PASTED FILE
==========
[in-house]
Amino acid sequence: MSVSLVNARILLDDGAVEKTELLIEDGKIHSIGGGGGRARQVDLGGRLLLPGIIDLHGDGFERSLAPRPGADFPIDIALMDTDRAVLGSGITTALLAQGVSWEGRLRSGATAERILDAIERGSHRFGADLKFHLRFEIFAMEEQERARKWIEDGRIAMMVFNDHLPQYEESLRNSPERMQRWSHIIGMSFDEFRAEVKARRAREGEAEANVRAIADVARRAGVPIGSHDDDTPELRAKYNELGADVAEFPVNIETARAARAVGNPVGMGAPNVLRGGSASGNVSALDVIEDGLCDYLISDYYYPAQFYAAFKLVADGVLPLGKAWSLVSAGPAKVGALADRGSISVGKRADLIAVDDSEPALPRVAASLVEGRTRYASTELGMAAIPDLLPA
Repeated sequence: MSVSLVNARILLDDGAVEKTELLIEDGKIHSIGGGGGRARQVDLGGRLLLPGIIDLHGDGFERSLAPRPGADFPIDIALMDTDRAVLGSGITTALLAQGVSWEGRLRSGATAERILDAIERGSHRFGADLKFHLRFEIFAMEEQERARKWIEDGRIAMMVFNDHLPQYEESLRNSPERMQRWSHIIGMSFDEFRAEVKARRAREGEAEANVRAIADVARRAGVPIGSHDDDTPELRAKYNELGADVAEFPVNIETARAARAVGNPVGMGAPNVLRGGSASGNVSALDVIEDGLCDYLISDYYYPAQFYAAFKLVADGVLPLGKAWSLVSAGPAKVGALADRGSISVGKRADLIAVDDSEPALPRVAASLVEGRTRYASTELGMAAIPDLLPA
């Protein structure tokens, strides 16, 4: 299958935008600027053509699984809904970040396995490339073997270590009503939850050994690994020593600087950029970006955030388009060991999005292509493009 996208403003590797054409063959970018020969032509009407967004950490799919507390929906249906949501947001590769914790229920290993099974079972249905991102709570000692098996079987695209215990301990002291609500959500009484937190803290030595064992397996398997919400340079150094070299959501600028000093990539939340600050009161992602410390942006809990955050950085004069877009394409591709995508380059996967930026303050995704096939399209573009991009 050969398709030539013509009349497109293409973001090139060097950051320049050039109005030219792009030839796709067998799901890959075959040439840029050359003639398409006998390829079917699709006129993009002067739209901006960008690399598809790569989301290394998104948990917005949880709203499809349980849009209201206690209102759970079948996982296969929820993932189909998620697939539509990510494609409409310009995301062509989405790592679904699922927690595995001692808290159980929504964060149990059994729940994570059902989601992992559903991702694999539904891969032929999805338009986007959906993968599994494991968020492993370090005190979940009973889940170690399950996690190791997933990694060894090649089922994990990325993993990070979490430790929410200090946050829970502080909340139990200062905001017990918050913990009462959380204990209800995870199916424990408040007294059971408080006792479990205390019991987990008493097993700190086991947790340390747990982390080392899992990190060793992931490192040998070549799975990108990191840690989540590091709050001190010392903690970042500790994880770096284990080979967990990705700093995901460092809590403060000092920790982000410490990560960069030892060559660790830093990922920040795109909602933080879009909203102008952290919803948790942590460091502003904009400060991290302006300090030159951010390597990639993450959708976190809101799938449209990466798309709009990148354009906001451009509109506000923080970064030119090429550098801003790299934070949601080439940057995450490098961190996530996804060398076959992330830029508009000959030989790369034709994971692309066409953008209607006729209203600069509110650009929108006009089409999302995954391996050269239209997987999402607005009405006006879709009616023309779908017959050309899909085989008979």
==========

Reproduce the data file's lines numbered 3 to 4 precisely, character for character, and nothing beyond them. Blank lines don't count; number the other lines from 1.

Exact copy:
Repeated sequence: MSVSLVNARILLDDGAVEKTELLIEDGKIHSIGGGGGRARQVDLGGRLLLPGIIDLHGDGFERSLAPRPGADFPIDIALMDTDRAVLGSGITTALLAQGVSWEGRLRSGATAERILDAIERGSHRFGADLKFHLRFEIFAMEEQERARKWIEDGRIAMMVFNDHLPQYEESLRNSPERMQRWSHIIGMSFDEFRAEVKARRAREGEAEANVRAIADVARRAGVPIGSHDDDTPELRAKYNELGADVAEFPVNIETARAARAVGNPVGMGAPNVLRGGSASGNVSALDVIEDGLCDYLISDYYYPAQFYAAFKLVADGVLPLGKAWSLVSAGPAKVGALADRGSISVGKRADLIAVDDSEPALPRVAASLVEGRTRYASTELGMAAIPDLLPA
């Protein structure tokens, strides 16, 4: 299958935008600027053509699984809904970040396995490339073997270590009503939850050994690994020593600087950029970006955030388009060991999005292509493009 996208403003590797054409063959970018020969032509009407967004950490799919507390929906249906949501947001590769914790229920290993099974079972249905991102709570000692098996079987695209215990301990002291609500959500009484937190803290030595064992397996398997919400340079150094070299959501600028000093990539939340600050009161992602410390942006809990955050950085004069877009394409591709995508380059996967930026303050995704096939399209573009991009 050969398709030539013509009349497109293409973001090139060097950051320049050039109005030219792009030839796709067998799901890959075959040439840029050359003639398409006998390829079917699709006129993009002067739209901006960008690399598809790569989301290394998104948990917005949880709203499809349980849009209201206690209102759970079948996982296969929820993932189909998620697939539509990510494609409409310009995301062509989405790592679904699922927690595995001692808290159980929504964060149990059994729940994570059902989601992992559903991702694999539904891969032929999805338009986007959906993968599994494991968020492993370090005190979940009973889940170690399950996690190791997933990694060894090649089922994990990325993993990070979490430790929410200090946050829970502080909340139990200062905001017990918050913990009462959380204990209800995870199916424990408040007294059971408080006792479990205390019991987990008493097993700190086991947790340390747990982390080392899992990190060793992931490192040998070549799975990108990191840690989540590091709050001190010392903690970042500790994880770096284990080979967990990705700093995901460092809590403060000092920790982000410490990560960069030892060559660790830093990922920040795109909602933080879009909203102008952290919803948790942590460091502003904009400060991290302006300090030159951010390597990639993450959708976190809101799938449209990466798309709009990148354009906001451009509109506000923080970064030119090429550098801003790299934070949601080439940057995450490098961190996530996804060398076959992330830029508009000959030989790369034709994971692309066409953008209607006729209203600069509110650009929108006009089409999302995954391996050269239209997987999402607005009405006006879709009616023309779908017959050309899909085989008979």